Heat radiating from an unknown source; thirst so intense it pinpricks every organ; faces so contorted in agony that their pain cannot even take a voice to scream out against the eternity that binds them.
Imagery that striking (along with a pleasant version for Heaven) are why I was baptized when I was 8 years old, because even an 8-yr-old can recognize that that is no place to end up, and for my church and family that was the only way to escape.
As far as Hell imagery goes, I suppose the one I used to hold was intense, but not as demonstrative as some project. It is a credit to my evangelistic family that I did not view Hell as a place of literal fire and brimstone, Satan and demons walking around prodding suffering people, or flames engulfing people for forever (all though someone at church camp tried to give me that image one time, I didn’t buy it). If your going to actually believe in eternal torture, please don’t characterize it.
I stopped believing in Hell when I stopped believing in God, naturally. Through the healing of some old religious scars and some good conversations with people who don’t use their beliefs to attack, convince, or control others, I began to slowly realize and form my own view of God. Through processing out my view on deity, eternity, and the afterworld, Hell just simply never came up; I never felt compelled to work through my views on that.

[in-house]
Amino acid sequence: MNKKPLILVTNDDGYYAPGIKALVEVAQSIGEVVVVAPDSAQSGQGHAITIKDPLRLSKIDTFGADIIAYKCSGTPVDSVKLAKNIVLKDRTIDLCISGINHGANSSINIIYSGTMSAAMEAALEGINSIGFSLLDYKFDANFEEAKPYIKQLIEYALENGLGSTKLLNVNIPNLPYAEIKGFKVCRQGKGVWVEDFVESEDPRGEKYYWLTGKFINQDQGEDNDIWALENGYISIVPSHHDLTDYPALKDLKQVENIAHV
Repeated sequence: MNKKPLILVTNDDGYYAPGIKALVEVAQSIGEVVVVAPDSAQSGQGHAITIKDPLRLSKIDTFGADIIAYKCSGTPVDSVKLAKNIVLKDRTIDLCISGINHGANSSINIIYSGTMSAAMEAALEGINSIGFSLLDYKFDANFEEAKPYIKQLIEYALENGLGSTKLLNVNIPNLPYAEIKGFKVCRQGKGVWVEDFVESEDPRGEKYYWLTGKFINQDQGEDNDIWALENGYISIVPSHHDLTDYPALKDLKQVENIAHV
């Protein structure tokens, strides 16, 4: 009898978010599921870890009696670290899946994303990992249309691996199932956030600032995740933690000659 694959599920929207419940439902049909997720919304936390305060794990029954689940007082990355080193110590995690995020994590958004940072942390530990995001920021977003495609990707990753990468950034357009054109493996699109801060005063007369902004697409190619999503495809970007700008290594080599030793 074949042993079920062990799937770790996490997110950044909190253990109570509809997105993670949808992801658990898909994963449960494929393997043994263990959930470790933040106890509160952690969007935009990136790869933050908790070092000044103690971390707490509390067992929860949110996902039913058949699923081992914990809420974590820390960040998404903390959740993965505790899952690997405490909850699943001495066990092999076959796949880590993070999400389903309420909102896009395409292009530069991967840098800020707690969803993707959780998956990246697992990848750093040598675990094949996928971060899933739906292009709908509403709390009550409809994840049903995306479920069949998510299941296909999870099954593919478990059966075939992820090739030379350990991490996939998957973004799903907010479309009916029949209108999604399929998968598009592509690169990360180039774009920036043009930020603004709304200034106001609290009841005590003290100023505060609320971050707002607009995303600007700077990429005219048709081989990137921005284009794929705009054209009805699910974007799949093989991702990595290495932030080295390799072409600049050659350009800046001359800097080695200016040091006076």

I’m still not exactly sure what I believe on the matter of justice, but I know my stance on eternal torture. I can no longer believe in a God that tortures people eternally, without recompense. Especially when I believe that most of our knowledge within Christian culture about Hell stems from people in previous times who enlarged images, themes, and characters to make Hell seem like a more dramatic place. Humanity tends to lend itself to the snowballing of ideas. I think that today’s image of Hell is just a giant snowball that began centuries ago, and it’s unfortunate that people today will defend it’s truth like it is the most important thing in their world.
I simply forgot that people believed that people are actively going to Hell, it’s like it just left my consciousness. As a child, I remember thinking that my friends of other religious and faith traditions were going to Hell. It was uncomfortable, but I felt that it couldn’t really be altered, so I could enjoy them now and hope for the best on the other side. It was sad to think some of my closet friends would be eternally tortured, but I grew up with the idea, so I learned to cope.
It dawned on me the other day that where I stand now, many of my closets, oldest friends would believe that I was going to be eternally damned. It’s what I assume a sucker punch feels like. When I chose not to process my views on Hell, I didn’t have to deal with the fact that in some eyes I should be eternally tortured. When I believed in Hell, I never thought about how my beliefs would impact the ‘lost’, I only dealt with my own feelings about loosing family and friends to damnation.
Processing through the pain and anger I felt at the realization that people I love would rather send me into eternal flames than process and take a closer, less dogmatic look at Hell (because most condemn then analyze), I realized how much it hurts for people to think that about you. It’s not even their beliefs that bother me, except the toxicity of such beliefs concerns me a touch, it’s their opinion of me.
People who do not believe in Hell do not view Christian condemnation as a statement on the lives they’ve chosen to live, but as a personal, quantifying statement. More than anything, I wish Christians could experience this feeling before they being spouting off beliefs and judgments that have deeper implications than even they realize.